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Gorilla Glass 5 protects your phone from ‘80 per cent of drops’

Published: 25th July, 2017 at 14:00
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Corning’s scratch-resistant glass used in mobile phones performs “four times better” than rivals at surviving everyday drops.

Here’s a bit smashing news for anyone who has ever had to fork over money getting your smartphone screen repaired. Corning, the makers of the Gorilla Glass found in more than 70 per cent of smartphone screens, including Apple and Samsung, have announced a new, tougher glass for phones.


During a press briefing, Corning report that a recent study finds 85 per cent of smartphone users drop their mobile at least once per year, with 60 per cent reporting they drop it between waist and shoulder height. Their Gorilla Glass 5 they claim will survive 80 per cent of face-down falls when dropped from 1.6 metres, roughly the height of a shoulder. Speaking to BBC News, Corning says that their newest type of glass is also two times better at resisting scratches and other damage compared to their competitors.

Phone screens tend to shatter and crack when a small flaw on the glass from a scratch or manufacturing error is combined with the tensile pressure caused when the phone is bent or dropped. With more than 130 years experience manufacturing glass items, such as the first light bulbs to Pyrex dishes and television screens, Corning’s hands-free method of creating their Gorilla Glass aims to reduce the amount of flaws introduced to the screen at a manufacturing level.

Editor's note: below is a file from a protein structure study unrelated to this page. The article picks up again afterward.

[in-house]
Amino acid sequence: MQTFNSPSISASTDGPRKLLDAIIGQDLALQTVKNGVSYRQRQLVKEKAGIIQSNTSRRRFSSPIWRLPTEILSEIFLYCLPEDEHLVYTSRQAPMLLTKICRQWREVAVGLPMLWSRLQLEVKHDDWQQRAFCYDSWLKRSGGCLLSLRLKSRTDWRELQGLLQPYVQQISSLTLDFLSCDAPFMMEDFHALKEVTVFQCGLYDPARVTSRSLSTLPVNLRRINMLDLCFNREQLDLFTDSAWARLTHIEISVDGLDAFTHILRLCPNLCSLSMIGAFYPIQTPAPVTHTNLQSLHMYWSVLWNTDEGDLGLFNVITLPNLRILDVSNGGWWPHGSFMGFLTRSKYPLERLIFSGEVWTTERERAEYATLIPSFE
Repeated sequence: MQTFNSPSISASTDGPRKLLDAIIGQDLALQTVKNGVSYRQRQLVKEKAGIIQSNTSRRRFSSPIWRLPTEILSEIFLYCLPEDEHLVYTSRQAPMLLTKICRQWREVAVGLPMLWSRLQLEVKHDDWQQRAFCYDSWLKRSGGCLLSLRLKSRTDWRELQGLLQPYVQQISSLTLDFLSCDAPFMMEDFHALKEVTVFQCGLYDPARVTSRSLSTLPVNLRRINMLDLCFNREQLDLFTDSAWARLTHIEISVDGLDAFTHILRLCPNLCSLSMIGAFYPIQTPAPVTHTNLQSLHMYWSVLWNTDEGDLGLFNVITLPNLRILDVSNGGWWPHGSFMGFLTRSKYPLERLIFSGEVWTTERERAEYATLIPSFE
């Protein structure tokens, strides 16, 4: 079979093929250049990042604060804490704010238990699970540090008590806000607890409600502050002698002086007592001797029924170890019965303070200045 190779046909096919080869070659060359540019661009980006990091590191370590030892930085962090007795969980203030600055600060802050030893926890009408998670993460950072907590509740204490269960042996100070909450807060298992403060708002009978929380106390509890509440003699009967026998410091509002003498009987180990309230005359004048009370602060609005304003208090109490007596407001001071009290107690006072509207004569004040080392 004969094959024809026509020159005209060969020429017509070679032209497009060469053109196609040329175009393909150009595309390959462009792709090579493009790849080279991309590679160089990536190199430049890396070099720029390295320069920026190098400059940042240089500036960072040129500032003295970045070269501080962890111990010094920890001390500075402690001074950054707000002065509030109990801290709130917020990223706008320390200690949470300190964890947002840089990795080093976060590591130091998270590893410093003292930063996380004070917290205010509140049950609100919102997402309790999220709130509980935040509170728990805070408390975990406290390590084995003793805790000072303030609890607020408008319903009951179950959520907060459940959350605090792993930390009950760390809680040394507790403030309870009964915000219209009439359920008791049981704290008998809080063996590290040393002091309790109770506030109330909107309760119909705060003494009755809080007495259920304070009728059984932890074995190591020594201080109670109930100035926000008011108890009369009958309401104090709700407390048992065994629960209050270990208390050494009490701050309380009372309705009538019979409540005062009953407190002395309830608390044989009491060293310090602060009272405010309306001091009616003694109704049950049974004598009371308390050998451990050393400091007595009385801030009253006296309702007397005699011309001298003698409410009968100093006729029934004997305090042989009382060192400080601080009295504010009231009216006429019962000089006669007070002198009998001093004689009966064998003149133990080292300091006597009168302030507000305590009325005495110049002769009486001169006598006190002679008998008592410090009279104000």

Of course things will be a little different when smartphone manufacturers actually get Gorilla Glass 5 into their devices as tests so far have all been conducted under lab conditions. The company accepts that overall performance will depend on how manufacturers build the glass into their smartphones, but with 4.5 billion devices currently using Gorilla Glass, results on the strength of the new glass will come in thick and fast – especially from the excitable and unpredictable fingers of giddy new iPhone 7 owners.


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Alexander McNamaraOnline Editor, BBC Science Focus

Alexander is the former Online Editor at BBC Science Focus.


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